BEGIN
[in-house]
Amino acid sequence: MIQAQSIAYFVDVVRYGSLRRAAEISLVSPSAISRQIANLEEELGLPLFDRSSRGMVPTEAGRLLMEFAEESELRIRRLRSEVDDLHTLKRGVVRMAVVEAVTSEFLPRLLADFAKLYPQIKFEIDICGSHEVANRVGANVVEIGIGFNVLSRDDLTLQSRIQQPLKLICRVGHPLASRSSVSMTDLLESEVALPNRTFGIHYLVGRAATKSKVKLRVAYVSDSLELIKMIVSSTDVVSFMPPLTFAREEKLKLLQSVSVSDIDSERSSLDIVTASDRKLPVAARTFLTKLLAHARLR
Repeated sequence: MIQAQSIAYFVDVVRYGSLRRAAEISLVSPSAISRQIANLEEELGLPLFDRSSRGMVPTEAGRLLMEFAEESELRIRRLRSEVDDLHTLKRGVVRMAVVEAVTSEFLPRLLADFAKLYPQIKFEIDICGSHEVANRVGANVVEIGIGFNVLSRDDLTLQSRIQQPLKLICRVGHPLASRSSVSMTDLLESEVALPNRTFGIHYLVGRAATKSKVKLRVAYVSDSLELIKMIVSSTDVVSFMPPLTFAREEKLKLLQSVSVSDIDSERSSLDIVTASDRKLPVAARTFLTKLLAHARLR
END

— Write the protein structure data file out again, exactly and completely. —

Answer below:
[in-house]
Amino acid sequence: MIQAQSIAYFVDVVRYGSLRRAAEISLVSPSAISRQIANLEEELGLPLFDRSSRGMVPTEAGRLLMEFAEESELRIRRLRSEVDDLHTLKRGVVRMAVVEAVTSEFLPRLLADFAKLYPQIKFEIDICGSHEVANRVGANVVEIGIGFNVLSRDDLTLQSRIQQPLKLICRVGHPLASRSSVSMTDLLESEVALPNRTFGIHYLVGRAATKSKVKLRVAYVSDSLELIKMIVSSTDVVSFMPPLTFAREEKLKLLQSVSVSDIDSERSSLDIVTASDRKLPVAARTFLTKLLAHARLR
Repeated sequence: MIQAQSIAYFVDVVRYGSLRRAAEISLVSPSAISRQIANLEEELGLPLFDRSSRGMVPTEAGRLLMEFAEESELRIRRLRSEVDDLHTLKRGVVRMAVVEAVTSEFLPRLLADFAKLYPQIKFEIDICGSHEVANRVGANVVEIGIGFNVLSRDDLTLQSRIQQPLKLICRVGHPLASRSSVSMTDLLESEVALPNRTFGIHYLVGRAATKSKVKLRVAYVSDSLELIKMIVSSTDVVSFMPPLTFAREEKLKLLQSVSVSDIDSERSSLDIVTASDRKLPVAARTFLTKLLAHARLR